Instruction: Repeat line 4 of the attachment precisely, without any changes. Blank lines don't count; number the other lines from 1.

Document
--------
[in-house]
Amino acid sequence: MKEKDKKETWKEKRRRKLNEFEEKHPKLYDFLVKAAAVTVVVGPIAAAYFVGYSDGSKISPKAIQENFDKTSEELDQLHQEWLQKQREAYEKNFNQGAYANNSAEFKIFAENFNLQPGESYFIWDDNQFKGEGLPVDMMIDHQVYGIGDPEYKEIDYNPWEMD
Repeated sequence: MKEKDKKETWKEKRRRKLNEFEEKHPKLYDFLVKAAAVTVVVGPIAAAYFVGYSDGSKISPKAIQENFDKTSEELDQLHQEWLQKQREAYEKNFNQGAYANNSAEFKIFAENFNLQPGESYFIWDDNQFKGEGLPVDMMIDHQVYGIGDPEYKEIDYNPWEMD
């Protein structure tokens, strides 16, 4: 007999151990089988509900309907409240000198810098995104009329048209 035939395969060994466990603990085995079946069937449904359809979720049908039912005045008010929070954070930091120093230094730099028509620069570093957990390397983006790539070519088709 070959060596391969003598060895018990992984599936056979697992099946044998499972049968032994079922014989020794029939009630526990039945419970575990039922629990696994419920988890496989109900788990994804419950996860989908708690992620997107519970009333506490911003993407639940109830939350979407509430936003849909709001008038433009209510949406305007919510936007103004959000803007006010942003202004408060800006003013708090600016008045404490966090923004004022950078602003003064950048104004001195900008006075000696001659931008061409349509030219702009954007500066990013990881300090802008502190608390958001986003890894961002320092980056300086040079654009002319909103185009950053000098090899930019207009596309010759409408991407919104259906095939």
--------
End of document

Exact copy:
């Protein structure tokens, strides 16, 4: 007999151990089988509900309907409240000198810098995104009329048209 035939395969060994466990603990085995079946069937449904359809979720049908039912005045008010929070954070930091120093230094730099028509620069570093957990390397983006790539070519088709 070959060596391969003598060895018990992984599936056979697992099946044998499972049968032994079922014989020794029939009630526990039945419970575990039922629990696994419920988890496989109900788990994804419950996860989908708690992620997107519970009333506490911003993407639940109830939350979407509430936003849909709001008038433009209510949406305007919510936007103004959000803007006010942003202004408060800006003013708090600016008045404490966090923004004022950078602003003064950048104004001195900008006075000696001659931008061409349509030219702009954007500066990013990881300090802008502190608390958001986003890894961002320092980056300086040079654009002319909103185009950053000098090899930019207009596309010759409408991407919104259906095939």